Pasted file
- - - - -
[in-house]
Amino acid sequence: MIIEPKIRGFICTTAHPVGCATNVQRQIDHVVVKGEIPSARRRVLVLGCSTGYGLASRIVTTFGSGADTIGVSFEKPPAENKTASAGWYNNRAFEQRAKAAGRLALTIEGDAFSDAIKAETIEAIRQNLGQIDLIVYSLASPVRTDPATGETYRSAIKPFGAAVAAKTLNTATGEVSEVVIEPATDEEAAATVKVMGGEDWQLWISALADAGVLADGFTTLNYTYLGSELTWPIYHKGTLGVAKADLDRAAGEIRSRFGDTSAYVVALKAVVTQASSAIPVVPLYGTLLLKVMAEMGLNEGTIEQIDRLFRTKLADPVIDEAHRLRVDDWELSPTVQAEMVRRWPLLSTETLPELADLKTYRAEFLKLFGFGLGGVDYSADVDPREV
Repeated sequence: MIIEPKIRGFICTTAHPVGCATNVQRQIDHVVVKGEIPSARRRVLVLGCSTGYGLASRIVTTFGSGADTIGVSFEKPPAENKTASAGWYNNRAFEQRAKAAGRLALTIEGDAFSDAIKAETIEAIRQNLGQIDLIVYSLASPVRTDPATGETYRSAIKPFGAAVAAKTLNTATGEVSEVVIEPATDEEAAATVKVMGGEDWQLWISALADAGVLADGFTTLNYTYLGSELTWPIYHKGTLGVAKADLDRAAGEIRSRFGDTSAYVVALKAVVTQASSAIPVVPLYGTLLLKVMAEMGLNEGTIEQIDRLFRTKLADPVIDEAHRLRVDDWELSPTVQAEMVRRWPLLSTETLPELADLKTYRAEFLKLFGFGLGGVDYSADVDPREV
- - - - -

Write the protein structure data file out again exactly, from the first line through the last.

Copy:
[in-house]
Amino acid sequence: MIIEPKIRGFICTTAHPVGCATNVQRQIDHVVVKGEIPSARRRVLVLGCSTGYGLASRIVTTFGSGADTIGVSFEKPPAENKTASAGWYNNRAFEQRAKAAGRLALTIEGDAFSDAIKAETIEAIRQNLGQIDLIVYSLASPVRTDPATGETYRSAIKPFGAAVAAKTLNTATGEVSEVVIEPATDEEAAATVKVMGGEDWQLWISALADAGVLADGFTTLNYTYLGSELTWPIYHKGTLGVAKADLDRAAGEIRSRFGDTSAYVVALKAVVTQASSAIPVVPLYGTLLLKVMAEMGLNEGTIEQIDRLFRTKLADPVIDEAHRLRVDDWELSPTVQAEMVRRWPLLSTETLPELADLKTYRAEFLKLFGFGLGGVDYSADVDPREV
Repeated sequence: MIIEPKIRGFICTTAHPVGCATNVQRQIDHVVVKGEIPSARRRVLVLGCSTGYGLASRIVTTFGSGADTIGVSFEKPPAENKTASAGWYNNRAFEQRAKAAGRLALTIEGDAFSDAIKAETIEAIRQNLGQIDLIVYSLASPVRTDPATGETYRSAIKPFGAAVAAKTLNTATGEVSEVVIEPATDEEAAATVKVMGGEDWQLWISALADAGVLADGFTTLNYTYLGSELTWPIYHKGTLGVAKADLDRAAGEIRSRFGDTSAYVVALKAVVTQASSAIPVVPLYGTLLLKVMAEMGLNEGTIEQIDRLFRTKLADPVIDEAHRLRVDDWELSPTVQAEMVRRWPLLSTETLPELADLKTYRAEFLKLFGFGLGGVDYSADVDPREV